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That first week following your quit date is the toughest by far. With each passing day beyond that, things smooth out, you are establishing new patterns of behavior. Your confidence is growing even during the most stressful times because you have a method for dealing with your feelings which prompt your actions. Your ‘choice’ mechanism has developed some power and you see you can trust it. This is the power of you – not something outside yourself. Along with the struggle, a sense of pride has justifiably arisen and it feels good. Keep building on that. During that 3 to 6 week period, most people will find that they have done the deed and need to celebrate and reward them selves – big time. Look at the money you are saving by not smoking AND by not having to buy all those crutches! Seriously! Indulge yourself with something you really want – you’ve earned it. You can tell day by day that you are stronger and less desirous of your old habit. Hard cases like me might go on wishing for the comfort of a cigarette even a year later. Most people are a little quicker to learn their lessons than I was. Use your techniques as long as you need to, you’ll be in the best position to know when you’ve done it and you’re done.

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TO RECAP:

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  • Make the determination – do you really want to quit? It can’t properly be done without that desire, so probe deeply.
  • Note down your personal reasons to quit.
  • Confront the urges head-on – welcome them. The more you work with them, the sooner they dissolve.
  • Reinforce your thinking with your personal dialog. This activity is largely responsible for the development of the powerful “control” of these urges. It may seem trivial, but its not – the knower inside you is listening.
  • The first week especially, be diligent with nutritive nourishment and plenty of water. Try to stick with your 3 basic meals plus mid meal snacks such as a piece of fruit, or small handful of nuts and raisons, or yogurt, etc.,. This will be helpful in maintaining equilibrium as well as aiding the metabolism to keep pumping along so that you can remain trim and feeling good.
  • Do not “smoke” gum, candy or any other nicotine replacement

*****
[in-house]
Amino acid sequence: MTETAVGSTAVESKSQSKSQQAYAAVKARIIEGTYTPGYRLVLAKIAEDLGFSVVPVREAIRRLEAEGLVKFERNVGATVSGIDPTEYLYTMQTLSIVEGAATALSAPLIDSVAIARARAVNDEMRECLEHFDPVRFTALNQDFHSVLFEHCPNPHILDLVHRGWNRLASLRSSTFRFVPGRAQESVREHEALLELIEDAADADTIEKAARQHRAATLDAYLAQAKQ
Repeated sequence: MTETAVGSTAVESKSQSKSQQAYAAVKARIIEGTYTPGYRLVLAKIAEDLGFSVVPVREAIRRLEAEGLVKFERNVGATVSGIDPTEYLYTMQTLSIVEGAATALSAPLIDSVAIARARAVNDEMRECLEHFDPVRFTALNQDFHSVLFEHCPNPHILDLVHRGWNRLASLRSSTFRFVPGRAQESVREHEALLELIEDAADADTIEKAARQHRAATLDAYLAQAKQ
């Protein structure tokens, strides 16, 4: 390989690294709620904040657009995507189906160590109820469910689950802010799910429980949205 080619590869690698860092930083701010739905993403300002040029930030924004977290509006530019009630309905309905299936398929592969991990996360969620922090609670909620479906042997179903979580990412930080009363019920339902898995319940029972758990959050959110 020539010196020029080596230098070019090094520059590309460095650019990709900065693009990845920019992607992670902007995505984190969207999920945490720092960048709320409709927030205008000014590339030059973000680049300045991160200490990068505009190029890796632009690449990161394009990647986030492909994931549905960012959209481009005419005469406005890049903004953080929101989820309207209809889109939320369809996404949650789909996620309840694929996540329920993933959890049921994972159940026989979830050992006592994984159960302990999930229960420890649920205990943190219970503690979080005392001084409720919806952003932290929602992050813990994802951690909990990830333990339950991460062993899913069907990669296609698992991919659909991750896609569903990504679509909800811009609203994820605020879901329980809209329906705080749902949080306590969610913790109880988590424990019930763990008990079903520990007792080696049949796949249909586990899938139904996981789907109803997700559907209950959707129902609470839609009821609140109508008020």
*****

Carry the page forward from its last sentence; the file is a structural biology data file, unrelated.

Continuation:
• Don’t make it all work, remember to take pleasure in your progress in the program. Indulge your ‘grateful’ heart. See your future smoke-free, healthier, more energetic, radiantly proud and happy.

Trust the method, let it work. Keep building those mental images of yourself as happy, successful and smoke free. See it often and rejoice at the action you are taking. See the completion. Be happy about it. This is your want – go with it!

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CONGRATULATIONS!

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NOW YOU KNOW!

This is how it worked for me and because it was so easy to see the principles working here and be in agreement with them, I wasn’t at war with the plan. I did not have the hostility issues I had experienced all those other times. There were body issues, of course, this is natural, but I coped pretty well. I DID pamper myself and lavished on the praise because I was so proud of the success I was having. This was different and I knew it. I knew I would succeed – I could see it and I could ‘feel it’ and I was happy about it. (more remarkable when one realizes that I’d spent about 20 years trying to quit previously) My participation with this plan in the Los Angeles area in 1993 became the nucleus together with prior efforts in other plans to form the basis for this recollected memory/experience. Happily, I am living proof that it works. I had been a two pack a day smoker who inhaled deeply, right down to my toes. I knew I would miss the smoking – experience had shown me that. I had finally learned my lesson that I can’t have just one (much like an alcoholic). In fact it was wondering ‘how they would taste now’ that persistently led to my endless failure.

As an aside, I used to harbor an inner angst that cigarettes might seriously harm me one day as I had in fact lost several of my best friends to this tragic addiction, some of whom had extracted from me a promise that I would quit. But those promises were not a part of my personal reasons to quit. I wanted, needed, to do this for me.

So because I KNOW how successful these concepts are, how well they work; and witnessing what difficulty so many people are having with smoke cessation efforts; and how little I think of most of the available “help” currently out there, this is what I decided to do, to share what I experienced and profited by. This effort of communication is my gift to you, in the belief that you can have the same success I have had fifteen years ago and still going strong, knowing I need never smoke again, because I choose not to.

Please leave a comment or email me.

Apr. 27, 2008